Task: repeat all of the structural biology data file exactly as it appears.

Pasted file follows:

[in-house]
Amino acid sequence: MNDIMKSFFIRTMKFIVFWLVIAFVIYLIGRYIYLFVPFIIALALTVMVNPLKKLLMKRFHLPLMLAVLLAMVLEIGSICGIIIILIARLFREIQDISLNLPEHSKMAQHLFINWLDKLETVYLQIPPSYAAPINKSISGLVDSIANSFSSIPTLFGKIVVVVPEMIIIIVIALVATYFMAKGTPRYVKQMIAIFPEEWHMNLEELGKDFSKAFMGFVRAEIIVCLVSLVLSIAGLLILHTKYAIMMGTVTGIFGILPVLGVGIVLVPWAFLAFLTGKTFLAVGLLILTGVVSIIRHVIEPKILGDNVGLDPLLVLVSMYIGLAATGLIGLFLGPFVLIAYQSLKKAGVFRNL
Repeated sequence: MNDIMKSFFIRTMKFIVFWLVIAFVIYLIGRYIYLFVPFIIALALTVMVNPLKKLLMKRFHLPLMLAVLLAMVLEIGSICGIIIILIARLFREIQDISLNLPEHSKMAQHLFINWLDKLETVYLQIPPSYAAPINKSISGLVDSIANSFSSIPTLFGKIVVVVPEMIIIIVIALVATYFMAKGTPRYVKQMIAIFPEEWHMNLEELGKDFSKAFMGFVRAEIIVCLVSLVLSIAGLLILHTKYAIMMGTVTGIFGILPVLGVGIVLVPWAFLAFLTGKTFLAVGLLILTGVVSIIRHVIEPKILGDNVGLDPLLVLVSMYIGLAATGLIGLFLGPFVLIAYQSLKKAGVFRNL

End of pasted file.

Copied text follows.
[in-house]
Amino acid sequence: MNDIMKSFFIRTMKFIVFWLVIAFVIYLIGRYIYLFVPFIIALALTVMVNPLKKLLMKRFHLPLMLAVLLAMVLEIGSICGIIIILIARLFREIQDISLNLPEHSKMAQHLFINWLDKLETVYLQIPPSYAAPINKSISGLVDSIANSFSSIPTLFGKIVVVVPEMIIIIVIALVATYFMAKGTPRYVKQMIAIFPEEWHMNLEELGKDFSKAFMGFVRAEIIVCLVSLVLSIAGLLILHTKYAIMMGTVTGIFGILPVLGVGIVLVPWAFLAFLTGKTFLAVGLLILTGVVSIIRHVIEPKILGDNVGLDPLLVLVSMYIGLAATGLIGLFLGPFVLIAYQSLKKAGVFRNL
Repeated sequence: MNDIMKSFFIRTMKFIVFWLVIAFVIYLIGRYIYLFVPFIIALALTVMVNPLKKLLMKRFHLPLMLAVLLAMVLEIGSICGIIIILIARLFREIQDISLNLPEHSKMAQHLFINWLDKLETVYLQIPPSYAAPINKSISGLVDSIANSFSSIPTLFGKIVVVVPEMIIIIVIALVATYFMAKGTPRYVKQMIAIFPEEWHMNLEELGKDFSKAFMGFVRAEIIVCLVSLVLSIAGLLILHTKYAIMMGTVTGIFGILPVLGVGIVLVPWAFLAFLTGKTFLAVGLLILTGVVSIIRHVIEPKILGDNVGLDPLLVLVSMYIGLAATGLIGLFLGPFVLIAYQSLKKAGVFRNL